What have you been most excited about, as far as what she’s been able to become and do, over the course of the season?
ASHE: It’s been fun for me to see her take ownership of her powers. She feels like she doesn’t deserve her powers, or that her powers belong to her brother. You’ll see, by the end of the season, her being a full, embodied totem barer. That’s been exciting for me to see. Also, both on screen and off, integrating more into the team, as Tala and Zari, has been really interesting and fun. This episode is where Zari embraces being a part of the team and calling these people her family, by the end of it. It’s really interesting and, hopefully, a good pay-off, as far as how we get there.
How did you first learn that there would be a Zari-centric episode, and what was your reaction to learning about it?
ASHE: The first time I heard was when there was a writer on set who was like, “Oh, get ready! There’s an episode where you’re gonna be in every scene!” Even episodes which are centered around someone, there’s usually a B-story. So, I was like, “Wait, what does that mean?!” And then, I started hearing the words “Groundhog Day.” And then, I got the script that our writers, Ray [Utarnachitt] and Morgan [Faust] wrote, and I was blown away because it was so different than anything that’s been done on Legends before. It was really, really fun and really challenging, and so important to character development for Zari. It justifies why she’s stayed on the team, up to this point, and what she’s been planning on plotting on her own, and what her own agenda has been. It justifies her being a Legend.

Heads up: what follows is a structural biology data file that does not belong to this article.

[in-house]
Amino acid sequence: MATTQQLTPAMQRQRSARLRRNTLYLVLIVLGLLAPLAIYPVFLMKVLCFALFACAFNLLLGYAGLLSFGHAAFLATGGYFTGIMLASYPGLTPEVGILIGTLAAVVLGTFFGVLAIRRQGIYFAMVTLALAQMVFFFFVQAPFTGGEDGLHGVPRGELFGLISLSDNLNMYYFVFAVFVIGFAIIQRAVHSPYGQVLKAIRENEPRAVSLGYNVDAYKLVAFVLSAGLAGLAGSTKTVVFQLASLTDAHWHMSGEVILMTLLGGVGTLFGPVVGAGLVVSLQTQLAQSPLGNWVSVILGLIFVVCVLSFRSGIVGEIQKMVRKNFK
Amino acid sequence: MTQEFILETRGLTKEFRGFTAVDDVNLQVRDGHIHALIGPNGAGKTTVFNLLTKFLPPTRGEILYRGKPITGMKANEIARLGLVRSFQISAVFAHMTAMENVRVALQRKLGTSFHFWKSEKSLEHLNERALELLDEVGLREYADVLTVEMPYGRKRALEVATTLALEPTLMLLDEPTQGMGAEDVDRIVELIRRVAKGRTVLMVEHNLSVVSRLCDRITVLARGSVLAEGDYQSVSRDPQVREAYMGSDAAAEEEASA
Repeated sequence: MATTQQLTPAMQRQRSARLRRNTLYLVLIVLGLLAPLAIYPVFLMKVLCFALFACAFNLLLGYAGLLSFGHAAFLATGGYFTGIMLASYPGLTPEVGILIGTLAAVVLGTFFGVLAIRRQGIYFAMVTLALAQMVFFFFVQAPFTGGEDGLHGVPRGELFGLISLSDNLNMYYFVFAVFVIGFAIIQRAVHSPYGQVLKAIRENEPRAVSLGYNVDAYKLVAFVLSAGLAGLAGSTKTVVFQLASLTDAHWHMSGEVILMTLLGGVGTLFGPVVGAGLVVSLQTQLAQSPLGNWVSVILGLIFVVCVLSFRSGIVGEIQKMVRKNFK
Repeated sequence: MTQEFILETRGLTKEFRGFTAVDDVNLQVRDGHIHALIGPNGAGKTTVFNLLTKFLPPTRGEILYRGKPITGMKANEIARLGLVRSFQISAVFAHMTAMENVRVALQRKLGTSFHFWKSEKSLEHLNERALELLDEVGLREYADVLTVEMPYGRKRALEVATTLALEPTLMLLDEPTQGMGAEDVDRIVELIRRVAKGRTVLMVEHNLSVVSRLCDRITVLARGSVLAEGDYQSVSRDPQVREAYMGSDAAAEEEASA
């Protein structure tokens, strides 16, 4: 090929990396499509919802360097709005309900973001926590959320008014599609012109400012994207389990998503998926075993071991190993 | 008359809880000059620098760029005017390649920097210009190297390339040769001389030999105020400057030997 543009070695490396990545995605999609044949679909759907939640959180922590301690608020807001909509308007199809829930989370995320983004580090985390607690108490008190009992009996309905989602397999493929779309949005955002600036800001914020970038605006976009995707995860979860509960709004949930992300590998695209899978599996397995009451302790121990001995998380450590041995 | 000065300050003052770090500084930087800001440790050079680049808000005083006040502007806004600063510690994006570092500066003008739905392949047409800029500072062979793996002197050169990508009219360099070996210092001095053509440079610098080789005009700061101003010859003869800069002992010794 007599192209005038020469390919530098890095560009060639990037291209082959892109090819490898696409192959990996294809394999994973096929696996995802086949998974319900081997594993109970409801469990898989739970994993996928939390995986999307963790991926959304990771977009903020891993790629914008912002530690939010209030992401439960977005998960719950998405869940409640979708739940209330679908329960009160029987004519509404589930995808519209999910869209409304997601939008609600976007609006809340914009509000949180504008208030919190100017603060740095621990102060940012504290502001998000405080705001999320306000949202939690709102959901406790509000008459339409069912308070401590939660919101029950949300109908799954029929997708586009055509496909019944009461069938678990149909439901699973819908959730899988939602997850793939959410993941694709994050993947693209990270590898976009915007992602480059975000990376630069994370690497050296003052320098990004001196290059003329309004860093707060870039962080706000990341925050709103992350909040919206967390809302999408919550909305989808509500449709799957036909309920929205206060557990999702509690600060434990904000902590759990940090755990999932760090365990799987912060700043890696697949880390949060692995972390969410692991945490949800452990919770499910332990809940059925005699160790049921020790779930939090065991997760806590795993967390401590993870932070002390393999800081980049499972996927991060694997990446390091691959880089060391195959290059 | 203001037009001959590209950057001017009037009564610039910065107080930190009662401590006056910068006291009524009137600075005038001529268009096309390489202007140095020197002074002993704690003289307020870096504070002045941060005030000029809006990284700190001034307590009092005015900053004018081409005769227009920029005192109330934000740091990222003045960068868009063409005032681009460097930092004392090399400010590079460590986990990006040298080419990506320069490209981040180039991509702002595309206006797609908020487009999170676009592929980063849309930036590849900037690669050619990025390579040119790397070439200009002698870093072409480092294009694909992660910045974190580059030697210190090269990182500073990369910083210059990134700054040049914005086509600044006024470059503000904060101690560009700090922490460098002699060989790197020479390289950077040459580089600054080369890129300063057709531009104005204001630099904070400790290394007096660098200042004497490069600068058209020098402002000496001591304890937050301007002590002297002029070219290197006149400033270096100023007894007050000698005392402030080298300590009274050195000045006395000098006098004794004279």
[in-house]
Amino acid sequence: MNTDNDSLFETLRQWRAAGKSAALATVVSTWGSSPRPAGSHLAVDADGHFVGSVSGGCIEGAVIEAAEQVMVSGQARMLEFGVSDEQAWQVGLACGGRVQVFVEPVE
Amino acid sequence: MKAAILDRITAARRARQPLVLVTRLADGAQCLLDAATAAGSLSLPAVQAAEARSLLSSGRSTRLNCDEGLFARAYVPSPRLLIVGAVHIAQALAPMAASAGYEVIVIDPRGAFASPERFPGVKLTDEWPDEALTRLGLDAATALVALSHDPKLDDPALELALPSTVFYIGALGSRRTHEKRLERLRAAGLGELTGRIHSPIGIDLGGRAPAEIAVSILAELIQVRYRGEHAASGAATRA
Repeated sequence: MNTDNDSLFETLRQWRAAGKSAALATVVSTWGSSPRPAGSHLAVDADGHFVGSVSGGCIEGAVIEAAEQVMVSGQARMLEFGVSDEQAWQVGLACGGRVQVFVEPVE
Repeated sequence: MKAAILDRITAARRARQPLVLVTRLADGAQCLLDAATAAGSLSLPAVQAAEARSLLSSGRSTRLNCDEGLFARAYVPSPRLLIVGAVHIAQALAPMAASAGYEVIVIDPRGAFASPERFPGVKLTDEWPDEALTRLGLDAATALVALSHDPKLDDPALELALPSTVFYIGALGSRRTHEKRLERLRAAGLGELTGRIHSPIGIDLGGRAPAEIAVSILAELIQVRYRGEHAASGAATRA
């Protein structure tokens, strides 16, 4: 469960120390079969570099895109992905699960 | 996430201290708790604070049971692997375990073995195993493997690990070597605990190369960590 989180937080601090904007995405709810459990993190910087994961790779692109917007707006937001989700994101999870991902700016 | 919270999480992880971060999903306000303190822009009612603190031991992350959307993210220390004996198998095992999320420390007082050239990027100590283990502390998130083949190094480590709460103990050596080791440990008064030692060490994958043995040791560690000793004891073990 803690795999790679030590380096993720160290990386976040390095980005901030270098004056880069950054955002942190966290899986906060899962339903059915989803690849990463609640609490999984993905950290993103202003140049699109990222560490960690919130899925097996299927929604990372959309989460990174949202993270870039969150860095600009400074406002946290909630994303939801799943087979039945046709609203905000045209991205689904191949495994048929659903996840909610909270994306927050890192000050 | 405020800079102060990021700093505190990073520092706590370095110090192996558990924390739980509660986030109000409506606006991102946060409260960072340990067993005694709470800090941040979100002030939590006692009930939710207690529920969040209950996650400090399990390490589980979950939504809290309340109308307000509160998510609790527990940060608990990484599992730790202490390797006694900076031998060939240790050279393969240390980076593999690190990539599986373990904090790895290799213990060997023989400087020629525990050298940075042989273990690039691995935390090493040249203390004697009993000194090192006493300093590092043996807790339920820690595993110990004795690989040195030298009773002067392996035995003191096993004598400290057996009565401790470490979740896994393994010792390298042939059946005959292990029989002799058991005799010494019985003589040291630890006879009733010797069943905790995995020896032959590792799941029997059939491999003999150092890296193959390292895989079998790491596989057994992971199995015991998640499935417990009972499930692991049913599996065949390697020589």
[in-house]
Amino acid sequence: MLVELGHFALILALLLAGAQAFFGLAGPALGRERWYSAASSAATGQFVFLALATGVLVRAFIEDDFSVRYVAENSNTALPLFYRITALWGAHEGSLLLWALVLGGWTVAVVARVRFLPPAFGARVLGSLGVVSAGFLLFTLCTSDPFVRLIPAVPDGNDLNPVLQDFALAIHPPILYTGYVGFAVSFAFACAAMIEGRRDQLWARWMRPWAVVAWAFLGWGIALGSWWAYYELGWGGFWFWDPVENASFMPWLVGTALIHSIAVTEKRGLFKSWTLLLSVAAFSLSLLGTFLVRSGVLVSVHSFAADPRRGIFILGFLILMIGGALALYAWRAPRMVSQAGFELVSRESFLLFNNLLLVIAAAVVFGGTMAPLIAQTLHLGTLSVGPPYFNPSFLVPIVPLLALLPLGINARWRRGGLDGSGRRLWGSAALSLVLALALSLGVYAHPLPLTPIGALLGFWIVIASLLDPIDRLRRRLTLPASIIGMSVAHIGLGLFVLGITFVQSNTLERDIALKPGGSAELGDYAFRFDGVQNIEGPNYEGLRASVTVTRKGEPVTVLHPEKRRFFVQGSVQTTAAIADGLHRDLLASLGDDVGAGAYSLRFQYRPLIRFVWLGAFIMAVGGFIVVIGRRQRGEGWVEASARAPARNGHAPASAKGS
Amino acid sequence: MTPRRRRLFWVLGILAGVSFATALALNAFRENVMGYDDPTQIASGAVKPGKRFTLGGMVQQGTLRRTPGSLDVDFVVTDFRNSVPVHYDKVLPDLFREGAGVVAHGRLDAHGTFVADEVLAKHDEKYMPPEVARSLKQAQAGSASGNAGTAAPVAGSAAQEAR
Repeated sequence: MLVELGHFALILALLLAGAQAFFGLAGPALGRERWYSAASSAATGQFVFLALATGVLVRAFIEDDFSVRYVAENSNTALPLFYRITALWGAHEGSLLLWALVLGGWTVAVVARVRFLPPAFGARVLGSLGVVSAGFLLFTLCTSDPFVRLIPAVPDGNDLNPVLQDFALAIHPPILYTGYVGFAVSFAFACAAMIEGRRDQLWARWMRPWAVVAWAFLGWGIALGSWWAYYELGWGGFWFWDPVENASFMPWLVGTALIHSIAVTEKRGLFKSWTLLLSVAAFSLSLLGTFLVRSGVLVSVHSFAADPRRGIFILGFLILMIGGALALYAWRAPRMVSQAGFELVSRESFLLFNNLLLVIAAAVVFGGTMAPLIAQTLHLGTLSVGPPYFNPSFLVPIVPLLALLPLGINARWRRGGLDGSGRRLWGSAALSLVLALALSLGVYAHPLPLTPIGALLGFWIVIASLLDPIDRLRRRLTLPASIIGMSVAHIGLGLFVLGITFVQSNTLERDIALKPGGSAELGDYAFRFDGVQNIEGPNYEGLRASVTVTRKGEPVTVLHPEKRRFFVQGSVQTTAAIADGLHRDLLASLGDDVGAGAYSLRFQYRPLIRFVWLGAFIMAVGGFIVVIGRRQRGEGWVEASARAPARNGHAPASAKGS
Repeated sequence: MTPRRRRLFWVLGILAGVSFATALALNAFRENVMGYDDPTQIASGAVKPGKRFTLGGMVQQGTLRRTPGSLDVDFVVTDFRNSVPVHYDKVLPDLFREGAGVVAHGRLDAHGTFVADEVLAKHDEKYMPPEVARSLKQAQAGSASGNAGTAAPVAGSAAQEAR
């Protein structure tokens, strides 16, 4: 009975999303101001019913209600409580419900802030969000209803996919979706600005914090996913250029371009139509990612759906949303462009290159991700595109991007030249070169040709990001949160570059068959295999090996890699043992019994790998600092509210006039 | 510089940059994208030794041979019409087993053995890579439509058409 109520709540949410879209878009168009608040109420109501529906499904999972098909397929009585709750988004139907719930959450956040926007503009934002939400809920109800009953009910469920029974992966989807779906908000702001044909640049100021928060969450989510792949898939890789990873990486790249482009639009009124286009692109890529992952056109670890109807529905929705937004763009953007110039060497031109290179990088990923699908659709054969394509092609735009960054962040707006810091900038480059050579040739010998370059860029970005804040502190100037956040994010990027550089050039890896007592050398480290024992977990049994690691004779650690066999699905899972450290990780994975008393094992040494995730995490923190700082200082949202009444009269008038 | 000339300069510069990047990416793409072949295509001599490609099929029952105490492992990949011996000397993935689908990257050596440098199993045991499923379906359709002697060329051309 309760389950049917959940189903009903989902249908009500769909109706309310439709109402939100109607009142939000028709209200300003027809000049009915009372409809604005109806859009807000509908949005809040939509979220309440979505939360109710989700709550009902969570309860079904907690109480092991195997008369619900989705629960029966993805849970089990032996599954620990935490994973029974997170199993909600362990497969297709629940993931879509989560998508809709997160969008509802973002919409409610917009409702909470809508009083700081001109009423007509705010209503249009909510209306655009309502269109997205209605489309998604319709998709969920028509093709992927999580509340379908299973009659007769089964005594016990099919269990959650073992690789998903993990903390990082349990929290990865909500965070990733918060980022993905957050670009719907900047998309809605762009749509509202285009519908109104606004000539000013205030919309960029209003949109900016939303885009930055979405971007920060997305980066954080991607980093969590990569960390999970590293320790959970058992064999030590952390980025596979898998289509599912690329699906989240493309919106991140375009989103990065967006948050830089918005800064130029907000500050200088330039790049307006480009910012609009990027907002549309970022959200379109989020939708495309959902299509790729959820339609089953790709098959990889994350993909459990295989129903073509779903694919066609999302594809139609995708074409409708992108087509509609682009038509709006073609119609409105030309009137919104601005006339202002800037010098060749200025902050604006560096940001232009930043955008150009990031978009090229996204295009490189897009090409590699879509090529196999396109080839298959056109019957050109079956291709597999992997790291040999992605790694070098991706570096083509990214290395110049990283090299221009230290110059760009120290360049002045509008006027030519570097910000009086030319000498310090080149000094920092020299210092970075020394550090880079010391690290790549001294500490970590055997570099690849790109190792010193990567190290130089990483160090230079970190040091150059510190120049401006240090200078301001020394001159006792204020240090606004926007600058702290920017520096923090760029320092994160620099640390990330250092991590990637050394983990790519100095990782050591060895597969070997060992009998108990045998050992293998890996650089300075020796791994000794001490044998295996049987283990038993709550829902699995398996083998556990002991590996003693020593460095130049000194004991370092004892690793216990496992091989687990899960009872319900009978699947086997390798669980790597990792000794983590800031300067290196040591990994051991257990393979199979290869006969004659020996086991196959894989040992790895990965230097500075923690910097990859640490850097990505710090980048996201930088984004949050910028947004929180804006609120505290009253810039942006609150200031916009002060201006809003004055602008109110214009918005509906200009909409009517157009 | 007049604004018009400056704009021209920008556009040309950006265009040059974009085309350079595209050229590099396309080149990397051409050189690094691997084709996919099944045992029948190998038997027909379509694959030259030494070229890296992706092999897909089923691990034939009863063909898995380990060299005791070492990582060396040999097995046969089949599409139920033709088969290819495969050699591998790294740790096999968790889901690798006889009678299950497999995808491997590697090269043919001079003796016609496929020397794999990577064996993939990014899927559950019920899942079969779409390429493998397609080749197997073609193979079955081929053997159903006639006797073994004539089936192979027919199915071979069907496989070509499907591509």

You were told that you were going to be in every scene, but what does the reality of that actually feel like? What are the challenges involved with actually being in every scene?